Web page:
• Full comprehensive insurance covers material damage, injuries, and accidents for the insured and third parties.
  • Always carry essential documents: driver’s license, IDP, log book, passport, MOT or ITV certificate, and car registration details.

Road Rules in Spain

Navigating the roads in Spain requires a thorough understanding of driving rules, with the government strictly enforcing regulations for road safety and order.

Notably, individuals under 18 are prohibited from driving, and tourists must possess essential documents, including an Identification card, an International Driver's Permit, and a local driver’s license.

Adhering to road rules is vital for ensuring everyone's safety and preventing car accidents. Several activities are strictly prohibited when driving in Spain. Here are some essential tips to keep in mind when driving in the country:


In Spain, driving under the influence of alcohol or drugs is strictly illegal. The blood alcohol limit is 0.5 mg. Exceeding this limit can result in an €800 fine, with a maximum penalty of €1,000 and a driving license suspension for up to four years. Authorities strictly enforce this law, conducting breath tests on suspected drivers.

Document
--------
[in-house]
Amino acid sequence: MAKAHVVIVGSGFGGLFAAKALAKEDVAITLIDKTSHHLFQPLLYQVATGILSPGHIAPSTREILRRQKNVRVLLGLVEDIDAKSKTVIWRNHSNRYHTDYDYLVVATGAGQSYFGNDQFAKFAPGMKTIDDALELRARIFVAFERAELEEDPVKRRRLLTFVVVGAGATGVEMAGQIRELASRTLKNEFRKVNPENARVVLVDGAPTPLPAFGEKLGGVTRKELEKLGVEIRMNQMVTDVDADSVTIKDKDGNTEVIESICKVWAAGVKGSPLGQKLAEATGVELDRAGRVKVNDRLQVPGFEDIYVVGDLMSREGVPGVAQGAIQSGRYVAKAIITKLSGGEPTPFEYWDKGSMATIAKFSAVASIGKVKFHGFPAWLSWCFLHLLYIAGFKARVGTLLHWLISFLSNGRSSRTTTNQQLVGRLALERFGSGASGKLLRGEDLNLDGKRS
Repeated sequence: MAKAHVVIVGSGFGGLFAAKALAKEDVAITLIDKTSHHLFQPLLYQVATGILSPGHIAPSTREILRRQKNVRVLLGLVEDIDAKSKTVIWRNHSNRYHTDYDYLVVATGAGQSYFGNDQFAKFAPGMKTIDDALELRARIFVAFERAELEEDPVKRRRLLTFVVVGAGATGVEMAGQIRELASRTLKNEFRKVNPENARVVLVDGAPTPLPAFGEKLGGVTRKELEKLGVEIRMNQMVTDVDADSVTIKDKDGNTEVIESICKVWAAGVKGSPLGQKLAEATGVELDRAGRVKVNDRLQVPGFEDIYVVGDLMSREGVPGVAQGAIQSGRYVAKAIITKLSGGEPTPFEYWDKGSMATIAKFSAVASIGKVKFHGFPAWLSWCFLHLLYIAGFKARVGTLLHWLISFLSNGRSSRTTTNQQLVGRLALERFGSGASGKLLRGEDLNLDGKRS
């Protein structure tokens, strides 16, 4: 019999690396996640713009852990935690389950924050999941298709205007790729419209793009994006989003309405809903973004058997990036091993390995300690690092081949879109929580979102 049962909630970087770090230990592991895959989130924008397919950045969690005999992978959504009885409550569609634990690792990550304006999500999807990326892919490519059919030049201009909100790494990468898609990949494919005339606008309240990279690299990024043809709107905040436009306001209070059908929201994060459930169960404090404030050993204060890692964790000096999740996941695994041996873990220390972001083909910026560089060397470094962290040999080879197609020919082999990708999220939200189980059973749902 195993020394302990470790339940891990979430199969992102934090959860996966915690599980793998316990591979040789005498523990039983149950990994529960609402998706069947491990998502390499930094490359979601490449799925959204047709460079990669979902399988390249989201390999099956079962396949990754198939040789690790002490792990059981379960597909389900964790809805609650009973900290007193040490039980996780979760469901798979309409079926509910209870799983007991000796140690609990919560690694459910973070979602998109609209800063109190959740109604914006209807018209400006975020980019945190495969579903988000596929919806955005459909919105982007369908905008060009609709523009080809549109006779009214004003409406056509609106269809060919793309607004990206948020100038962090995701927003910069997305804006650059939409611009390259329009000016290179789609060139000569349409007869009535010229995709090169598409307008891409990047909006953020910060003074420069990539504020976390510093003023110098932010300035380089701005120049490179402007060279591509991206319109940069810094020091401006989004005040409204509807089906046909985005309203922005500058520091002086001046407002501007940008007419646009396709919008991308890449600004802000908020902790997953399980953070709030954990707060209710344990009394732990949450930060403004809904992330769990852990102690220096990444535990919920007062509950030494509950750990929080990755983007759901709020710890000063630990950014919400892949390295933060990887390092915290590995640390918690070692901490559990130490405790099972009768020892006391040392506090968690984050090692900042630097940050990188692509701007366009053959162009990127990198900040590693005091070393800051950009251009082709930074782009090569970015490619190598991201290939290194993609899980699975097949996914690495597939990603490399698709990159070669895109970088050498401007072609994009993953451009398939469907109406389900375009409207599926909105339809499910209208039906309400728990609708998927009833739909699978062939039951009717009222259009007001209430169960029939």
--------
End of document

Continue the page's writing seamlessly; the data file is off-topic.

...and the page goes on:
Driving While Distracted

Using a cell phone or talking while driving is prohibited. Actions that distract the driver, such as holding a mobile phone, can lead to a €200 fine and 3 points on your driver’s license.

If the case goes to higher courts, the penalty may escalate to €1,000. Wearing a recommended safety device, like a reflective jacket, is essential for visibility when exiting your car.

Seatbelt Laws

When driving in Spain, it's crucial to adhere to seatbelt laws to ensure safety on the road. All drivers are required to wear seat belts, providing a crucial defense against potential accidents and injuries caused by aggressive or distracted drivers. Seatbelts secure you inside your vehicle, preventing injury during sudden stops or crashes.